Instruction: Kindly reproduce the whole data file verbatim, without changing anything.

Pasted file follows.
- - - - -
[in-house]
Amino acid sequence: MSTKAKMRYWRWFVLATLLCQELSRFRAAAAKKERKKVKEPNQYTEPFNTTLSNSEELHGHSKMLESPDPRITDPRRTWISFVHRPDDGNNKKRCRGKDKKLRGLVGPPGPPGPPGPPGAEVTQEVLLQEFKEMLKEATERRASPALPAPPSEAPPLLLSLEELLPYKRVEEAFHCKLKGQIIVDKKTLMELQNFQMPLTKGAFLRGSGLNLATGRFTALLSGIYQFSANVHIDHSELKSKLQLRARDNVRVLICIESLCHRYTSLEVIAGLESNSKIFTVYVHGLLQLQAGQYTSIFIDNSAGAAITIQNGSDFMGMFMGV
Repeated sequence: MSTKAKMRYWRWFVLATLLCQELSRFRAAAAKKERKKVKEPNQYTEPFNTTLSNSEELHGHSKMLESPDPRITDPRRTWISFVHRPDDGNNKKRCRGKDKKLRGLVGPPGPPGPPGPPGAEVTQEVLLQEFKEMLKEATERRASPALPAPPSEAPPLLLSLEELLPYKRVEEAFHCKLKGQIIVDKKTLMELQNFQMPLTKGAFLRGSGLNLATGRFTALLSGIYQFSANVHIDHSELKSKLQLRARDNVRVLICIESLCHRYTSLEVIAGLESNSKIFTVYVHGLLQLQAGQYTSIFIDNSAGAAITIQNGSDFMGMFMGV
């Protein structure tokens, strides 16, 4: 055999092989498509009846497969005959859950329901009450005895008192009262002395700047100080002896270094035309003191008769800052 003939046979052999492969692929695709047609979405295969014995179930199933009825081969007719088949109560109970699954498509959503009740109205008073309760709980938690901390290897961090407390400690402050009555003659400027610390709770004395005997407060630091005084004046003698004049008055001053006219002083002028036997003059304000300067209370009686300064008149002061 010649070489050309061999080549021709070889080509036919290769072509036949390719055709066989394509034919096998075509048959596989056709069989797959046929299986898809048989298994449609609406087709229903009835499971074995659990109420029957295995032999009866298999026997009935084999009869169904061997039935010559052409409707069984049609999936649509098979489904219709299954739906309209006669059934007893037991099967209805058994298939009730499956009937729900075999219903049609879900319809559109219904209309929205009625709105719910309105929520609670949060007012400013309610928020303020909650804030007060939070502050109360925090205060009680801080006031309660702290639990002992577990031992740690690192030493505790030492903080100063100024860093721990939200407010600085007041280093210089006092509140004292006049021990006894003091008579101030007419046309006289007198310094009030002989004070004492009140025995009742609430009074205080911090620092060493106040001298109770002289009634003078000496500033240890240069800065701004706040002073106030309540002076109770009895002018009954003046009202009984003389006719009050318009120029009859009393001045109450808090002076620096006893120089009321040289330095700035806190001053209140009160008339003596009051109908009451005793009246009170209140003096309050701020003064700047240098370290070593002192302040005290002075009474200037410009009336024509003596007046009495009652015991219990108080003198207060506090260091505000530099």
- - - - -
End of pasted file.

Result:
[in-house]
Amino acid sequence: MSTKAKMRYWRWFVLATLLCQELSRFRAAAAKKERKKVKEPNQYTEPFNTTLSNSEELHGHSKMLESPDPRITDPRRTWISFVHRPDDGNNKKRCRGKDKKLRGLVGPPGPPGPPGPPGAEVTQEVLLQEFKEMLKEATERRASPALPAPPSEAPPLLLSLEELLPYKRVEEAFHCKLKGQIIVDKKTLMELQNFQMPLTKGAFLRGSGLNLATGRFTALLSGIYQFSANVHIDHSELKSKLQLRARDNVRVLICIESLCHRYTSLEVIAGLESNSKIFTVYVHGLLQLQAGQYTSIFIDNSAGAAITIQNGSDFMGMFMGV
Repeated sequence: MSTKAKMRYWRWFVLATLLCQELSRFRAAAAKKERKKVKEPNQYTEPFNTTLSNSEELHGHSKMLESPDPRITDPRRTWISFVHRPDDGNNKKRCRGKDKKLRGLVGPPGPPGPPGPPGAEVTQEVLLQEFKEMLKEATERRASPALPAPPSEAPPLLLSLEELLPYKRVEEAFHCKLKGQIIVDKKTLMELQNFQMPLTKGAFLRGSGLNLATGRFTALLSGIYQFSANVHIDHSELKSKLQLRARDNVRVLICIESLCHRYTSLEVIAGLESNSKIFTVYVHGLLQLQAGQYTSIFIDNSAGAAITIQNGSDFMGMFMGV
């Protein structure tokens, strides 16, 4: 055999092989498509009846497969005959859950329901009450005895008192009262002395700047100080002896270094035309003191008769800052 003939046979052999492969692929695709047609979405295969014995179930199933009825081969007719088949109560109970699954498509959503009740109205008073309760709980938690901390290897961090407390400690402050009555003659400027610390709770004395005997407060630091005084004046003698004049008055001053006219002083002028036997003059304000300067209370009686300064008149002061 010649070489050309061999080549021709070889080509036919290769072509036949390719055709066989394509034919096998075509048959596989056709069989797959046929299986898809048989298994449609609406087709229903009835499971074995659990109420029957295995032999009866298999026997009935084999009869169904061997039935010559052409409707069984049609999936649509098979489904219709299954739906309209006669059934007893037991099967209805058994298939009730499956009937729900075999219903049609879900319809559109219904209309929205009625709105719910309105929520609670949060007012400013309610928020303020909650804030007060939070502050109360925090205060009680801080006031309660702290639990002992577990031992740690690192030493505790030492903080100063100024860093721990939200407010600085007041280093210089006092509140004292006049021990006894003091008579101030007419046309006289007198310094009030002989004070004492009140025995009742609430009074205080911090620092060493106040001298109770002289009634003078000496500033240890240069800065701004706040002073106030309540002076109770009895002018009954003046009202009984003389006719009050318009120029009859009393001045109450808090002076620096006893120089009321040289330095700035806190001053209140009160008339003596009051109908009451005793009246009170209140003096309050701020003064700047240098370290070593002192302040005290002075009474200037410009009336024509003596007046009495009652015991219990108080003198207060506090260091505000530099």